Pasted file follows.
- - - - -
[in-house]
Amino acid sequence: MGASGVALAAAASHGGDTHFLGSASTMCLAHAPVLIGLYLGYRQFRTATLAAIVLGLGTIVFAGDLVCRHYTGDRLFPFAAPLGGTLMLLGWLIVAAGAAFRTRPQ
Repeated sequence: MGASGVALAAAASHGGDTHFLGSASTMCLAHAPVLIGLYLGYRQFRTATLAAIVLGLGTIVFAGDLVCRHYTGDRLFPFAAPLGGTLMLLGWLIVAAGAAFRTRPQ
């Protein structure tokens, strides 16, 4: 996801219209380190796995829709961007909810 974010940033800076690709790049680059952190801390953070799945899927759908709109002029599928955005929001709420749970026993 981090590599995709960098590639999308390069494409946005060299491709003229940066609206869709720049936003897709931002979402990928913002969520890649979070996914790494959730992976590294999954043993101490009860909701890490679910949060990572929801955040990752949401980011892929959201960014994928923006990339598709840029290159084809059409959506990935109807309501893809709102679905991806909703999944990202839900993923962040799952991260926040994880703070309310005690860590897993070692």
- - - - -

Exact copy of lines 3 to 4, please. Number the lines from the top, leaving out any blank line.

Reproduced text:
Repeated sequence: MGASGVALAAAASHGGDTHFLGSASTMCLAHAPVLIGLYLGYRQFRTATLAAIVLGLGTIVFAGDLVCRHYTGDRLFPFAAPLGGTLMLLGWLIVAAGAAFRTRPQ
């Protein structure tokens, strides 16, 4: 996801219209380190796995829709961007909810 974010940033800076690709790049680059952190801390953070799945899927759908709109002029599928955005929001709420749970026993 981090590599995709960098590639999308390069494409946005060299491709003229940066609206869709720049936003897709931002979402990928913002969520890649979070996914790494959730992976590294999954043993101490009860909701890490679910949060990572929801955040990752949401980011892929959201960014994928923006990339598709840029290159084809059409959506990935109807309501893809709102679905991806909703999944990202839900993923962040799952991260926040994880703070309310005690860590897993070692």